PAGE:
The pleasures of good poems
In a poem midway through Mark Jarman’s collection The Heronry, a student on a trip abroad (to France?) makes trouble for herself. She loses her passport, skips class, gets drunk, and gets arrested. She’s finally sent back home to her parents, but before she can be put on the plane there’s one final group excursion to a church, where the girl stands behind the altar and sings. “With a voice that glowed,” she sang “her rejection of our rejection.” Her singing “made us / recognize that our desire was being offered back.” It’s a wonderful poem in all kinds of normal poetic ways, and it’s wonderful in its depiction of the capacity of even a troublemaker (“Bad Girl Singing,” as the title has it) to offer everyone around her an unsettling gift. Not to mention there’s something intriguingly eucharistic about the formulation of desire being offered back.
A similar theme is sounded in some of the poems in Tess Taylor’s second book, Work and Days. In “Apple Buttering,” Taylor depicts some people carving the good parts from nearly rotten apples. The rot presumes finitude, and in its last lines the poem makes the passage of time explicit and commands the reader to notice its passing: “As we slice, the day hovers. / Soon it will not.” This sensibility echoes the book’s first poem, “Hung with Snow,” which reads like the English pastoral tradition channeling Bashō. Here it is in its entirety:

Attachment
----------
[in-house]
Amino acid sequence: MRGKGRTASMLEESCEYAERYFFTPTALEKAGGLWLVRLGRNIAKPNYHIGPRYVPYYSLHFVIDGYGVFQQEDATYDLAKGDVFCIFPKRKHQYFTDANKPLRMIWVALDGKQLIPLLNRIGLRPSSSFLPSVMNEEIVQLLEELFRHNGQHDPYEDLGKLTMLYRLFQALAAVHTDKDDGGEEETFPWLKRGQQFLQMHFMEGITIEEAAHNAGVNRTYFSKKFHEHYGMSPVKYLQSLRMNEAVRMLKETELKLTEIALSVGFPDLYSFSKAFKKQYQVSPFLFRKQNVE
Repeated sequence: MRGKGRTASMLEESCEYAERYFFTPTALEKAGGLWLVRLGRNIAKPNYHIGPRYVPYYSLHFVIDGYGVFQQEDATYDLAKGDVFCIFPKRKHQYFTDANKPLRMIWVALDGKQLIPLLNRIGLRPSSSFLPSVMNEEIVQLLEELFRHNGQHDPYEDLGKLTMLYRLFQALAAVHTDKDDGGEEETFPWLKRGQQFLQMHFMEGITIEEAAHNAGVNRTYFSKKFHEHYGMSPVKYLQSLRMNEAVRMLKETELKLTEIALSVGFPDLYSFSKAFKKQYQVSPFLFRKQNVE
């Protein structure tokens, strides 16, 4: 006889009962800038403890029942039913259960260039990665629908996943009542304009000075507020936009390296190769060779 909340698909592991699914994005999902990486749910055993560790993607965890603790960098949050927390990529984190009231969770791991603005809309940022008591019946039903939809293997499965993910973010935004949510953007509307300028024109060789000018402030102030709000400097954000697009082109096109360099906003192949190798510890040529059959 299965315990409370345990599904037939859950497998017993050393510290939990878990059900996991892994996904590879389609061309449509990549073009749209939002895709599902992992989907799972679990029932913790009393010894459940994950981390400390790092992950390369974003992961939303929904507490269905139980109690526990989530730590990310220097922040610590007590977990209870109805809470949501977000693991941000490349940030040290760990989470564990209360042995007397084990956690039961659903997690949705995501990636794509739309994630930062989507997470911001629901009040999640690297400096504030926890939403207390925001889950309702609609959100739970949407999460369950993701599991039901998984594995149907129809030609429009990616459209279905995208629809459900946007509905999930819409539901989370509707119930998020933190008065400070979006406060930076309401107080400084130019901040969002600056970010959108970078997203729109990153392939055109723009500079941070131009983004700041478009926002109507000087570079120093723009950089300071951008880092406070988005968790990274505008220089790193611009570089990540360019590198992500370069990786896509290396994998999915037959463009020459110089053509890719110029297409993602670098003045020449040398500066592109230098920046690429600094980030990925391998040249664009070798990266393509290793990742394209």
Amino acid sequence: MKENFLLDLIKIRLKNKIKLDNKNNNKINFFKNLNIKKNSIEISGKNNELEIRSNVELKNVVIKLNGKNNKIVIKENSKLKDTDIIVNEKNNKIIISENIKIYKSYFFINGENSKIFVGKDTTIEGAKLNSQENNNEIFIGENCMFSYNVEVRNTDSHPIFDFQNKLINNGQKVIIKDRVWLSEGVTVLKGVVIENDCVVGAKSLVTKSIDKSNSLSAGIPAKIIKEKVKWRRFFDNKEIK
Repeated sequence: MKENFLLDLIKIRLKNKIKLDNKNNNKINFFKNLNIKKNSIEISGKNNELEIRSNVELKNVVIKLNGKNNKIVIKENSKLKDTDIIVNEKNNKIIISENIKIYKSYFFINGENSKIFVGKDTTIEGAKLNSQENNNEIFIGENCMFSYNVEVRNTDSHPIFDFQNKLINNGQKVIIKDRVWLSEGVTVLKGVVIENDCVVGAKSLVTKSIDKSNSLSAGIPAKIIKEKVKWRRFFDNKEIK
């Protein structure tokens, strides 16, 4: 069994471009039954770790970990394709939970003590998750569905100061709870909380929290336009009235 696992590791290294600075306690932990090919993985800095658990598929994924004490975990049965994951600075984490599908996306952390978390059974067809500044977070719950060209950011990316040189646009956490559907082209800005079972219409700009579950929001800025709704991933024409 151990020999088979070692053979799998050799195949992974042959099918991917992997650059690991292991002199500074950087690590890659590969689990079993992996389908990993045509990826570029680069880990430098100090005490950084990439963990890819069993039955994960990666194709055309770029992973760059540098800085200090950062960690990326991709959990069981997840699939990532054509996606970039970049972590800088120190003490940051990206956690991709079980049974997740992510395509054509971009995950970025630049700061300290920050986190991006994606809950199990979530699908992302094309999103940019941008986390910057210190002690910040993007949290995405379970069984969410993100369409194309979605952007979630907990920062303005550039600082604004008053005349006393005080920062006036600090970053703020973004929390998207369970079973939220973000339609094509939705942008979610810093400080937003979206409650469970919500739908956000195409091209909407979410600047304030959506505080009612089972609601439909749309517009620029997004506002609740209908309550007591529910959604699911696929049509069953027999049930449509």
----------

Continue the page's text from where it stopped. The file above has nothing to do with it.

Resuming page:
Houseman was right:
your life is short.
To miss even this springtime
would be an error.
Last week, I bought Nicole Sealey’s Ordinary Beast. The speaker of one poem boldly and somberly connects her medical history to the death of stars. (Summarized like that, it sounds sophomoric and sentimental; in the poem, it’s anything but.) A short, unsettling poem called “Unfurnished” evokes the feeling of being just that—unfurnished, an empty house. Two other poems play with the board game Clue. I’ve only been reading this book for six days, so I’ve not yet digested it, and I think I might sit here rereading it through the winter.
I’ve read the poems of Jarman, Taylor, and Sealey with gratitude over the last year. They’ve given me pleasure, they’ve given me something good to think about (that is, the poems themselves), and they’ve given me ways to think about the world and time and history and my own life. I read on a couch that sits across from a small horizontal painting by Seymour Rotman which depicts a lounging woman, maybe 38, nude, with boy-short hair, large breasts, and a generous belly. I love looking up at her. Like the poems, she’s confident, and she looks real.
Read the other 2017 Christmas picks here.